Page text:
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Senate Resolution Backs Mandatory Emission Limits

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Science  01 Jul 2005:
Vol. 309, Issue 5731, pp. 32
DOI: 10.1126/science.309.5731.32a

Seven years after rejecting the Kyoto climate treaty by a vote of 95-0, the U.S. Senate has affirmed the science of global warming and for the first time called for “mandatory market-based limits” on greenhouse gas emissions. The bipartisan resolution is not binding. But it repudiates the long-standing White House position that research and voluntary action are preferable to limits, and the resolution will be part of a massive energy bill approved this week by the Senate.

“The sense of the Senate is changing,” says an aide to Senator Lamar Alexander (R-TN), one of 12 Republicans to support the resolution introduced by Senator Jeff Bingaman (D-NM). The statement was co-sponsored by Senator Pete Domenici (R-NM), chair of the Energy and Natural Resources Committee, which plans hearings this month on a regulatory system for greenhouse gases.

The statement declares that “there is growing scientific consensus that human activity is a substantial cause of greenhouse gas accumulation.” The consequences, it says, include rising sea levels, temperatures increasing at a rate “outside the range of natural variability,” and more frequent and severe floods and droughts.

Before introducing his resolution, Bingaman had withdrawn a plan that would have made carbon-emitting credits much cheaper by using the 2012 emission levels as a target by 2020 and allowing the government to sell credits at a fixed price. Domenici had shown interest in the plan, but he later decided that there wasn't enough time to work out the rules. However, once Domenici stepped forward, “industry became very interested,” says Paul Bledsoe, a spokesperson with the National Commission on Energy Policy, a group of scientists, policymakers, and business leaders whose recommendations last year formed the basis for the Bingaman proposal.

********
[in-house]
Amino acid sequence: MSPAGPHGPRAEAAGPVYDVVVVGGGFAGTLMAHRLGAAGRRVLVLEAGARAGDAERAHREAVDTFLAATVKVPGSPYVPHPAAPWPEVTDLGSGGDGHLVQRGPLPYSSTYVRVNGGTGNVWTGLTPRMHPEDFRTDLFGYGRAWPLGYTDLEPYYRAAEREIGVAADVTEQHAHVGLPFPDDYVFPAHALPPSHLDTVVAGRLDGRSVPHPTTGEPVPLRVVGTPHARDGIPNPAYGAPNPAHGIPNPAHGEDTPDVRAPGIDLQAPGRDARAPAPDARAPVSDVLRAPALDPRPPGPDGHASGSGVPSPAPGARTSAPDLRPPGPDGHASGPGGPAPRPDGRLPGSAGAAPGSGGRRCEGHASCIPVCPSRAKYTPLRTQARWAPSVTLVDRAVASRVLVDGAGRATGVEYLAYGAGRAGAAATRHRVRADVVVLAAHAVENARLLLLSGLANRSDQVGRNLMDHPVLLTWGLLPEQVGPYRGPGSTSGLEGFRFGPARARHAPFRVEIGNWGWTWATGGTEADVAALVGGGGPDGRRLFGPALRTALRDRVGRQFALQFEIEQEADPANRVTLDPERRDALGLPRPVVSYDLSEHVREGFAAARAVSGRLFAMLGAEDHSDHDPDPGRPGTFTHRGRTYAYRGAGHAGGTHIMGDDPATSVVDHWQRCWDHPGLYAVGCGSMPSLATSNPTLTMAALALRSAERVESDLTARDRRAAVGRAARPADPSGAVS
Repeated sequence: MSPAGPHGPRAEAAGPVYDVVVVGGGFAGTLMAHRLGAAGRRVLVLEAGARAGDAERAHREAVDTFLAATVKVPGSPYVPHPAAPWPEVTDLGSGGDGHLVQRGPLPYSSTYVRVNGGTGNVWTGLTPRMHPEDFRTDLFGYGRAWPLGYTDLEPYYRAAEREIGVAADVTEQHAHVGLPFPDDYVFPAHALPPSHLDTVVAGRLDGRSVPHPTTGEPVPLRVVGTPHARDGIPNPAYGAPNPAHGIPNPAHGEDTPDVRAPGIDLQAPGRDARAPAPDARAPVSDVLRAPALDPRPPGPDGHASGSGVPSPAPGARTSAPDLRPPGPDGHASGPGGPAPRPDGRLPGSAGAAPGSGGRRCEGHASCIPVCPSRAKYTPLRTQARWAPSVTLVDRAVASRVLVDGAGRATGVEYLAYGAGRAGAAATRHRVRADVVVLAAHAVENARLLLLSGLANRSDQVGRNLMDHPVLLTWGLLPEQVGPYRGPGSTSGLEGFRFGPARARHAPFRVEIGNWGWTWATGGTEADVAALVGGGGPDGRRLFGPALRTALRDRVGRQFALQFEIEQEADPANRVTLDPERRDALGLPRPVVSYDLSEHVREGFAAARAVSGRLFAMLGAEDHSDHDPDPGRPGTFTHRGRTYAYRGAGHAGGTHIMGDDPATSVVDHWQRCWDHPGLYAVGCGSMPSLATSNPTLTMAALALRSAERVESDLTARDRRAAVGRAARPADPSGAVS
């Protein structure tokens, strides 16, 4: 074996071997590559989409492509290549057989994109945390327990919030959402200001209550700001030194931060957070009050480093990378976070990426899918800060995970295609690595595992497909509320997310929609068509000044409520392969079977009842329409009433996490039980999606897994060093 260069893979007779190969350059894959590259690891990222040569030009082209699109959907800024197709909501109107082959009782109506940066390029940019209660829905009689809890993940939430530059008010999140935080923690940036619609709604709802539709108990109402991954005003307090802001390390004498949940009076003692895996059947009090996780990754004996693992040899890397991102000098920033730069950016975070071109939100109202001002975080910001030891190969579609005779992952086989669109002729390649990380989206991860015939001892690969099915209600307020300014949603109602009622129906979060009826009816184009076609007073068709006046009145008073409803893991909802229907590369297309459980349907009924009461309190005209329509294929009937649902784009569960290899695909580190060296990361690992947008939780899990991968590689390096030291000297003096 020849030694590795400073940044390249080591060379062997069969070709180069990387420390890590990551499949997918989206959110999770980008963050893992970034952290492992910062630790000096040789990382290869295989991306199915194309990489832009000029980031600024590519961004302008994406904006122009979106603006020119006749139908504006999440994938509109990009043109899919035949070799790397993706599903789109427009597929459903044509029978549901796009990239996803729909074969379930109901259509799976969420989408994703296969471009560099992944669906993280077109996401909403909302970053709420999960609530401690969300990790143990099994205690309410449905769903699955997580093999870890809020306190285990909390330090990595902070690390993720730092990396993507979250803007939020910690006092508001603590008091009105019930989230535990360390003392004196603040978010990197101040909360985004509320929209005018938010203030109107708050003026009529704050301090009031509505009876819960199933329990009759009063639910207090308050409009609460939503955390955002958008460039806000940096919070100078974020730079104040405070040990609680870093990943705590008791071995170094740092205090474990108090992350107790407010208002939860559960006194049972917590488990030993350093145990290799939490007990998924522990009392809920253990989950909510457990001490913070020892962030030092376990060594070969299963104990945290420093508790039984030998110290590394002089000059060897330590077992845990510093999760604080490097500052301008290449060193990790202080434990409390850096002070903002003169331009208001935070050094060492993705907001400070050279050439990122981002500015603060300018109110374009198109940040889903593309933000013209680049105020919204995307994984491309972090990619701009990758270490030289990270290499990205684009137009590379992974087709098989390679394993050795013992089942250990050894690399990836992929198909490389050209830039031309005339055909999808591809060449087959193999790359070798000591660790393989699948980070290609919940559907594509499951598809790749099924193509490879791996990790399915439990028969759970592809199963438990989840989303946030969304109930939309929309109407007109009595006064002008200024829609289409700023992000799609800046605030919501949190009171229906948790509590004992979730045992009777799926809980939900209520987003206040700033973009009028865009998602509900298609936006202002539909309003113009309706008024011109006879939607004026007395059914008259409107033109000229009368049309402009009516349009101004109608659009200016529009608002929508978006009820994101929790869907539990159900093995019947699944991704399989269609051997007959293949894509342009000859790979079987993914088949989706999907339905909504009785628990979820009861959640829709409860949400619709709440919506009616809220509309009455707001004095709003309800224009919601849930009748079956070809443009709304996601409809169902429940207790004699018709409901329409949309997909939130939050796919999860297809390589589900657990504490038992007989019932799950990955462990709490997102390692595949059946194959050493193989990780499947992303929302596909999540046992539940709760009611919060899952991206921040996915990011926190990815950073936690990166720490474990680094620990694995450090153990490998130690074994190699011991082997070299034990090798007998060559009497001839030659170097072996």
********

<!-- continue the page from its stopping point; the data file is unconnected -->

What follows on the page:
Chipping away.

A federal energy bill now headed to conference would encourage low-emissions technologies like biomass reactors through financial incentives and tax breaks.


Passage of the nonbinding resolution followed the defeat of an emissions cap-and-trade system proposed by senators John McCain (R-AZ) and Joe Lieberman (D-CT). The plan, backed by many environmental groups, would use 2000 greenhouse gas emissions levels as a target for 2010 and set up a scheme of emissions credits; the credits then would be traded among emitters with no cost limits. This effort failed, by a vote of 60-38, for the second time in 2 years. During the debate, McCain criticized Domenici's reservations about picking industrial “winners and losers.” Said McCain: “I will tell you another loser, and that is the truth.” But Domenici deflected the attack: “To recognize there is a problem does not mean that [McCain's] way of solving it is the only solution.”

Senator James Inhofe (R-OK) helped lead opposition to the Bingaman resolution, saying that several of its scientific assertions were “not true.” Bingaman aides said that Vice President Dick Cheney called for specific textual changes, including changing the word “mandatory” to “additional.” Cheney's office declined comment, although the White House has said that it opposes compulsory schemes. Inhofe's motion to block the resolution lost by a vote of 54-43.

Other aspects of the more than $36 billion energy bill passed by the Senate could cut carbon emissions if enacted. A successful amendment penned by Senator Chuck Hagel (R-NE) would authorize loans and financial incentives for companies to research carbon-cutting technologies, although those measures must be approved separately by a spending panel before any money would be available. An amendment by Senator Frank Lautenberg (D-NJ) to combat the “alteration of federal climate-change reports” was ruled out of order. It was a response to recent news that one-time White House staffer Philip Cooney, a former petroleum industry lobbyist with no science training, had edited climate science documents.

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